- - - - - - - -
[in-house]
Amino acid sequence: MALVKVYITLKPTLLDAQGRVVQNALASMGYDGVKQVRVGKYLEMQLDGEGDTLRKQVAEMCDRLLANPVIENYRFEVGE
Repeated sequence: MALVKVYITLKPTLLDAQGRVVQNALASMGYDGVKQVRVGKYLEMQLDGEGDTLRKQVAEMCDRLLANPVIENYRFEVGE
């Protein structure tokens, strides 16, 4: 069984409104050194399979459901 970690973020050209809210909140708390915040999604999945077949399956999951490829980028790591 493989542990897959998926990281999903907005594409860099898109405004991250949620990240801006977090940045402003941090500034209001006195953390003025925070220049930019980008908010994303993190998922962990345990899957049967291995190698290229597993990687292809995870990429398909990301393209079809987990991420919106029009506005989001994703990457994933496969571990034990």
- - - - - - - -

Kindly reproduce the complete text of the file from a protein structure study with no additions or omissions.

[in-house]
Amino acid sequence: MALVKVYITLKPTLLDAQGRVVQNALASMGYDGVKQVRVGKYLEMQLDGEGDTLRKQVAEMCDRLLANPVIENYRFEVGE
Repeated sequence: MALVKVYITLKPTLLDAQGRVVQNALASMGYDGVKQVRVGKYLEMQLDGEGDTLRKQVAEMCDRLLANPVIENYRFEVGE
């Protein structure tokens, strides 16, 4: 069984409104050194399979459901 970690973020050209809210909140708390915040999604999945077949399956999951490829980028790591 493989542990897959998926990281999903907005594409860099898109405004991250949620990240801006977090940045402003941090500034209001006195953390003025925070220049930019980008908010994303993190998922962990345990899957049967291995190698290229597993990687292809995870990429398909990301393209079809987990991420919106029009506005989001994703990457994933496969571990034990």